Steam Therapy: An Adjunct in Respiratory Health

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Steam therapy, or steam inhalation, is the method of introducing warm moist air into the lungs via the nose and throat for therapeutic benefit. It involves the inhalation of water vapour. This practice is not new. The use of steam bath dates back to centuries, often to the Romans and the Greeks who used steam as a means to heal and draw out impurities from the body. Hippocrates, the father of medicine, also documented the benefits of steam as a means of maintaining daily health.

Constituents
Materials required for steam therapy include a large bowl, water, a pot or kettle, a stove or microwave for heating up water and towel. The key to the strong health benefits of steam is its high humidity.

Steam Therapy: An Adjunct in Respiratory Health
A lady doing Steam Therapy

Preparations
Steam therapy may be carried out the traditional way – that is, pour a few cups of steaming water into a large bowl, put a towel over the head to form a “tent”, lean over with the face 15-20cm from the steam, and inhale. Other methods include hot showers with or without essential oils, and personal inhalers.

Pharmacological actions and medicinal uses
Mechanism of actions of steam include moisturising dry, irritated nasal and throat passages, making them more comfortable; alleviating soreness and inflammation of the throat; liquefying mucous secretions, resulting in clearer secretions that are easier to expel by coughing or blowing the nose; relaxing throat muscles, thereby reducing the cough reflex; and dilating blood vessels, encouraging better blood flow and overall circulation.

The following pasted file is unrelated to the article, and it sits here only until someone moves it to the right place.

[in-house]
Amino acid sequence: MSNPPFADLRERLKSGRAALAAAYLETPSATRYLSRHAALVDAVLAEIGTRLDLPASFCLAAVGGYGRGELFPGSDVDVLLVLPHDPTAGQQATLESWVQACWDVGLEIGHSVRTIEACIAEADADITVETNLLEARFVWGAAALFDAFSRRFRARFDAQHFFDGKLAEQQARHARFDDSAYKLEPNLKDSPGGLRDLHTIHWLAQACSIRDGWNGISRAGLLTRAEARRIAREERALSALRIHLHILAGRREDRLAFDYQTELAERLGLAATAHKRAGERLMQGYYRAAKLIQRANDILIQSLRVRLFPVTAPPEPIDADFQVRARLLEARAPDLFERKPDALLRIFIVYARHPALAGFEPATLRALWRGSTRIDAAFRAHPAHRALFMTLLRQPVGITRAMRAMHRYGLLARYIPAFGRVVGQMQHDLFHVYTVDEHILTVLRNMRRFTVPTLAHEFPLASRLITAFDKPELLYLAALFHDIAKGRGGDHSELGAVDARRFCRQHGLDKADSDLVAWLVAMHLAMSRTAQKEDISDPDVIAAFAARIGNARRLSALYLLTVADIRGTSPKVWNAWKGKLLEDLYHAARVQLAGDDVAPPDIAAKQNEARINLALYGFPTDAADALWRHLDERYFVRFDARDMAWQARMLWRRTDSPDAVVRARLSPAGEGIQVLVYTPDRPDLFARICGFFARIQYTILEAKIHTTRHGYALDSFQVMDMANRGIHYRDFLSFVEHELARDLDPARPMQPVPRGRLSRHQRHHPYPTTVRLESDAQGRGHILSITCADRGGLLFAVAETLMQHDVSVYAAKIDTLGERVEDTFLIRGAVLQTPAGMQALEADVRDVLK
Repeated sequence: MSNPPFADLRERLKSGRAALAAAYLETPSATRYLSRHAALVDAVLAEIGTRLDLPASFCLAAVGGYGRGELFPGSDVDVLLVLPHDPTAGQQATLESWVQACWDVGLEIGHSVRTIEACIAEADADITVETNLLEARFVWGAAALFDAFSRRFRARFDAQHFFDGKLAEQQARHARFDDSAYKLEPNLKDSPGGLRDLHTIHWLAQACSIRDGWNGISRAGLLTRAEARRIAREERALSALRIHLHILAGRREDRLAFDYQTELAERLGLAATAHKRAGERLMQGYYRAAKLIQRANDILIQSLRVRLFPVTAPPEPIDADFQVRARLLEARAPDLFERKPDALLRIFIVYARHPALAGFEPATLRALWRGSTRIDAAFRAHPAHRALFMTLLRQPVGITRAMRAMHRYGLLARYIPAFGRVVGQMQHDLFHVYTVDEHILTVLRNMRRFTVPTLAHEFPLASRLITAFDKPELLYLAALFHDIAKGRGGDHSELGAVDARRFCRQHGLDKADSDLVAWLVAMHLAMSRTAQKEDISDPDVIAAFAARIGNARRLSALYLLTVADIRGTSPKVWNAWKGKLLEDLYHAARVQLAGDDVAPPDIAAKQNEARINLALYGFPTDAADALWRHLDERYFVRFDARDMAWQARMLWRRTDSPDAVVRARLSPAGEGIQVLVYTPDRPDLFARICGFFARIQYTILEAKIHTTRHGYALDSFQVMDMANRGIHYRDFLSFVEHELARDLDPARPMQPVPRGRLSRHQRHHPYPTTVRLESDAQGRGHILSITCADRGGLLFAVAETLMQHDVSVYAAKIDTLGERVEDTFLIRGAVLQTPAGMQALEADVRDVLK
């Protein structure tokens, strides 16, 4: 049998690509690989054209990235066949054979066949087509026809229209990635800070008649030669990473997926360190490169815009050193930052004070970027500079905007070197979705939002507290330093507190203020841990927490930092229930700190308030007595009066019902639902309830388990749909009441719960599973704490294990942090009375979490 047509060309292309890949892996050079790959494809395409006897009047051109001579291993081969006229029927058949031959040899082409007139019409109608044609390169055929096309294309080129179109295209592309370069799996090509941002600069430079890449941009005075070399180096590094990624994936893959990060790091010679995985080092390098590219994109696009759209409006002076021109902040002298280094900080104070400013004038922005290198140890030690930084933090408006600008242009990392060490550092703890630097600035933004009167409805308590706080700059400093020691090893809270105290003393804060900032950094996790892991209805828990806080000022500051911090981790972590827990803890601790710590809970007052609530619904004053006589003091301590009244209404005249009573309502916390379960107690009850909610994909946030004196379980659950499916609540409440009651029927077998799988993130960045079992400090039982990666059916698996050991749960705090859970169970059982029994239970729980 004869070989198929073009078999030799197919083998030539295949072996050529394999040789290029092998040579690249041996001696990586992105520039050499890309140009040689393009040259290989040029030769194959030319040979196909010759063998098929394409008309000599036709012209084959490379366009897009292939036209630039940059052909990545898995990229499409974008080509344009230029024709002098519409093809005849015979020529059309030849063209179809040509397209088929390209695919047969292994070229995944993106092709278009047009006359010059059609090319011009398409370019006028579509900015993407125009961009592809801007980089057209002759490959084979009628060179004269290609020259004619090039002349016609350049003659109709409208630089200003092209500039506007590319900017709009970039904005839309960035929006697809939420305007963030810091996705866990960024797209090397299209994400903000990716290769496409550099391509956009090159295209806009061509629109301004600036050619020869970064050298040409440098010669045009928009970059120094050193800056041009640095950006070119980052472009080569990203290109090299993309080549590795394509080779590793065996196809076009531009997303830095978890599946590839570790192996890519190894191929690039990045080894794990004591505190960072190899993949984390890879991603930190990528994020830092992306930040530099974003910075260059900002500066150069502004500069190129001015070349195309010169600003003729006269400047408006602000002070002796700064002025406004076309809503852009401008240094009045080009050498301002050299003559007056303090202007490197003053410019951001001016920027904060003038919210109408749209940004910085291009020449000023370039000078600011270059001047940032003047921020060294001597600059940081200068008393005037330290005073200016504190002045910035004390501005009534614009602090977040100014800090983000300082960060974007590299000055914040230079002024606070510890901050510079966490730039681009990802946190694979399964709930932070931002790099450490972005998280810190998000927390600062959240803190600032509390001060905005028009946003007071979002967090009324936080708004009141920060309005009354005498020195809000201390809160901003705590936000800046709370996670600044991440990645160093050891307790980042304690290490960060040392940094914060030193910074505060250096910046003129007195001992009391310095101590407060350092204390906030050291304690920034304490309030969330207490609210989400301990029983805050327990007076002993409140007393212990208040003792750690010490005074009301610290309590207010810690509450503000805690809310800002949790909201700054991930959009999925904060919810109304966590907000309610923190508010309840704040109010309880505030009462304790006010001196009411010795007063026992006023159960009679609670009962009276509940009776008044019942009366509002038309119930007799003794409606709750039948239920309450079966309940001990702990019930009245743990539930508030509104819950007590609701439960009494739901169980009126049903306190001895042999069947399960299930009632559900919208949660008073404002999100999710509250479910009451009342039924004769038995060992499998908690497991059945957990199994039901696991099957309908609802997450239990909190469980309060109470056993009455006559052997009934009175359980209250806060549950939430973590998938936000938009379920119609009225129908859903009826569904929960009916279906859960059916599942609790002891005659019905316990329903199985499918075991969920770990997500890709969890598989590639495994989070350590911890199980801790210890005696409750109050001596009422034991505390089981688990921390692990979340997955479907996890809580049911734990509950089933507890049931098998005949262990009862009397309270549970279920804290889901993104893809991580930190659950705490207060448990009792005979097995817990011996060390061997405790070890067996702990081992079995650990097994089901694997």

The warm, moist air is thought to work by loosening the mucus in the nasal passages, throat, and lungs. This may relieve symptoms of inflamed, swollen blood vessels in the nasal passages. These actions can allow breathing to return to normal, at least, for a short period of time.

A study showed that children who used steam to help relieve congestion recovered more quickly from respiratory infections than children who did not use steam therapy. One well-designed clinical trial of 62 patients concluded steam inhalation resulted in alleviation of cold symptoms and improved nasal patency (how open the nasal passages are) compared to the placebo-treated group.

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Steam therapy is also beneficial in achieving pain relief, healthier skin, stress relief, weight loss and cardiovascular health. While steam inhalation won’t cure an infection, like a cold or the flu, it may help make one feel a lot better, while the body fights off the infection.

Steam inhalation may provide some temporary relief from the symptoms of the common cold, the flu (influenza), sinus infections (infectious sinusitis) and nasal allergies. Moist heat in steam showers has been documented to relieve conditions like bronchial asthma, bronchitis, catarrh, coughs, hoarseness and expectoration (coughing up phlegm).

Steam has shown benefits in relieving respiratory symptoms related to viral infections. This service can be combined with the healing properties of essential oils and various clays as well as mud packs in order to facilitate healing.

Adverse effects
A steam room can be dangerous, usually due to the very real risk of dehydration. This is worse if alcohol is consumed just before using the steam room.
There is also risk of scalding or severe burns as a result of contact with the hot water.

Economic potentials
Steam therapy is 100 per cent natural. It may come at little or no cost as a home remedy. However, construction of portable steam tents may not only provide income for the fabricator, but a more convenient way of accessing the service both in facilities and at home.

 

Pharm. Ngozika Okoye
MSc, MPH, FPCPharm (Nigeria Natural Medicine Development Agency)

 

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